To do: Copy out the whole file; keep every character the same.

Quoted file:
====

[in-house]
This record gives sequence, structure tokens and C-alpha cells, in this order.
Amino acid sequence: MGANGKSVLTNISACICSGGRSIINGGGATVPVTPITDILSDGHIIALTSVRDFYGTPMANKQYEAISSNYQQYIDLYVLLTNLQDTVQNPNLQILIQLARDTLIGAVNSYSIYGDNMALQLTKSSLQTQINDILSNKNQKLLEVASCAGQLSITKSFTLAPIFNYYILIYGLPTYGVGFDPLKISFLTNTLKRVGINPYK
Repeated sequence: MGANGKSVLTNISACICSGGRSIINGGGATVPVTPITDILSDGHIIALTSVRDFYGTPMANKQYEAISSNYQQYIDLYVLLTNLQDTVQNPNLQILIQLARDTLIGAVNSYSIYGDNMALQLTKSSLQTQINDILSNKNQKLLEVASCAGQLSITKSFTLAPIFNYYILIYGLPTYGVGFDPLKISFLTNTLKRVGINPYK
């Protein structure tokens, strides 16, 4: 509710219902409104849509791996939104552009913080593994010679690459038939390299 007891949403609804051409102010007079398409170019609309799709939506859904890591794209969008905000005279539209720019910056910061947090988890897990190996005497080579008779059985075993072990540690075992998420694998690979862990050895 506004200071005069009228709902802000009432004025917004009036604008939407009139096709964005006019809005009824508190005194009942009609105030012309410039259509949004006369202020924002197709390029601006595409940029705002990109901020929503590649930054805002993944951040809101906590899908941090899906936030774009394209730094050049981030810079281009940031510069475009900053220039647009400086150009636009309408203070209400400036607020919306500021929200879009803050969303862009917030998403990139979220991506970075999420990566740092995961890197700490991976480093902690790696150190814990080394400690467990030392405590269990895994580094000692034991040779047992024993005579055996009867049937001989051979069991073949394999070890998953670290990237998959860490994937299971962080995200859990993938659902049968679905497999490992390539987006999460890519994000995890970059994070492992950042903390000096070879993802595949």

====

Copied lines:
[in-house]
This record gives sequence, structure tokens and C-alpha cells, in this order.
Amino acid sequence: MGANGKSVLTNISACICSGGRSIINGGGATVPVTPITDILSDGHIIALTSVRDFYGTPMANKQYEAISSNYQQYIDLYVLLTNLQDTVQNPNLQILIQLARDTLIGAVNSYSIYGDNMALQLTKSSLQTQINDILSNKNQKLLEVASCAGQLSITKSFTLAPIFNYYILIYGLPTYGVGFDPLKISFLTNTLKRVGINPYK
Repeated sequence: MGANGKSVLTNISACICSGGRSIINGGGATVPVTPITDILSDGHIIALTSVRDFYGTPMANKQYEAISSNYQQYIDLYVLLTNLQDTVQNPNLQILIQLARDTLIGAVNSYSIYGDNMALQLTKSSLQTQINDILSNKNQKLLEVASCAGQLSITKSFTLAPIFNYYILIYGLPTYGVGFDPLKISFLTNTLKRVGINPYK
């Protein structure tokens, strides 16, 4: 509710219902409104849509791996939104552009913080593994010679690459038939390299 007891949403609804051409102010007079398409170019609309799709939506859904890591794209969008905000005279539209720019910056910061947090988890897990190996005497080579008779059985075993072990540690075992998420694998690979862990050895 506004200071005069009228709902802000009432004025917004009036604008939407009139096709964005006019809005009824508190005194009942009609105030012309410039259509949004006369202020924002197709390029601006595409940029705002990109901020929503590649930054805002993944951040809101906590899908941090899906936030774009394209730094050049981030810079281009940031510069475009900053220039647009400086150009636009309408203070209400400036607020919306500021929200879009803050969303862009917030998403990139979220991506970075999420990566740092995961890197700490991976480093902690790696150190814990080394400690467990030392405590269990895994580094000692034991040779047992024993005579055996009867049937001989051979069991073949394999070890998953670290990237998959860490994937299971962080995200859990993938659902049968679905497999490992390539987006999460890519994000995890970059994070492992950042903390000096070879993802595949």